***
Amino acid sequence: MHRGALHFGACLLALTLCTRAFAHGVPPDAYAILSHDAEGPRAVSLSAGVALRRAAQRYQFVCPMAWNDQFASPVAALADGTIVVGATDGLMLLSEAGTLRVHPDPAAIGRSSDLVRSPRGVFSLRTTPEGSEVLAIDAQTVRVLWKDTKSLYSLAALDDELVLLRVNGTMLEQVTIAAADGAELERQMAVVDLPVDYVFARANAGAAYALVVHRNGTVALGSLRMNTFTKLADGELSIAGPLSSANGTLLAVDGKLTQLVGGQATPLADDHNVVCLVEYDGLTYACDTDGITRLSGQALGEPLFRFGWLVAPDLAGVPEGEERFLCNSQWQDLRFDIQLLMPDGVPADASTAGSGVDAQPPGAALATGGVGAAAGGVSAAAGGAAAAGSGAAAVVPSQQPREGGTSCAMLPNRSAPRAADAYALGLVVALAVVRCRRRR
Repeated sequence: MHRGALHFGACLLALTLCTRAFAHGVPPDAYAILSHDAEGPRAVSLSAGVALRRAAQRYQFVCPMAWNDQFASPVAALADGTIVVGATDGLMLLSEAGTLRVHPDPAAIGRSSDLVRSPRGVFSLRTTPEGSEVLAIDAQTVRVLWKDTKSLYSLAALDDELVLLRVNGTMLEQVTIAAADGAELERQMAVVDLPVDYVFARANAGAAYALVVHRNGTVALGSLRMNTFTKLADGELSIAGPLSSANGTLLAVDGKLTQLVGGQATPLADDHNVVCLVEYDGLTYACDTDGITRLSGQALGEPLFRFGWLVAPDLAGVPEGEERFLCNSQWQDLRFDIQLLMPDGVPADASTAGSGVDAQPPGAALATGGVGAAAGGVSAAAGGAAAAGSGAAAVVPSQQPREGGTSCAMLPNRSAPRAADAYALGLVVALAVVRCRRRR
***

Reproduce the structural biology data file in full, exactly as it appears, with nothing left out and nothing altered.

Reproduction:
Amino acid sequence: MHRGALHFGACLLALTLCTRAFAHGVPPDAYAILSHDAEGPRAVSLSAGVALRRAAQRYQFVCPMAWNDQFASPVAALADGTIVVGATDGLMLLSEAGTLRVHPDPAAIGRSSDLVRSPRGVFSLRTTPEGSEVLAIDAQTVRVLWKDTKSLYSLAALDDELVLLRVNGTMLEQVTIAAADGAELERQMAVVDLPVDYVFARANAGAAYALVVHRNGTVALGSLRMNTFTKLADGELSIAGPLSSANGTLLAVDGKLTQLVGGQATPLADDHNVVCLVEYDGLTYACDTDGITRLSGQALGEPLFRFGWLVAPDLAGVPEGEERFLCNSQWQDLRFDIQLLMPDGVPADASTAGSGVDAQPPGAALATGGVGAAAGGVSAAAGGAAAAGSGAAAVVPSQQPREGGTSCAMLPNRSAPRAADAYALGLVVALAVVRCRRRR
Repeated sequence: MHRGALHFGACLLALTLCTRAFAHGVPPDAYAILSHDAEGPRAVSLSAGVALRRAAQRYQFVCPMAWNDQFASPVAALADGTIVVGATDGLMLLSEAGTLRVHPDPAAIGRSSDLVRSPRGVFSLRTTPEGSEVLAIDAQTVRVLWKDTKSLYSLAALDDELVLLRVNGTMLEQVTIAAADGAELERQMAVVDLPVDYVFARANAGAAYALVVHRNGTVALGSLRMNTFTKLADGELSIAGPLSSANGTLLAVDGKLTQLVGGQATPLADDHNVVCLVEYDGLTYACDTDGITRLSGQALGEPLFRFGWLVAPDLAGVPEGEERFLCNSQWQDLRFDIQLLMPDGVPADASTAGSGVDAQPPGAALATGGVGAAAGGVSAAAGGAAAAGSGAAAVVPSQQPREGGTSCAMLPNRSAPRAADAYALGLVVALAVVRCRRRR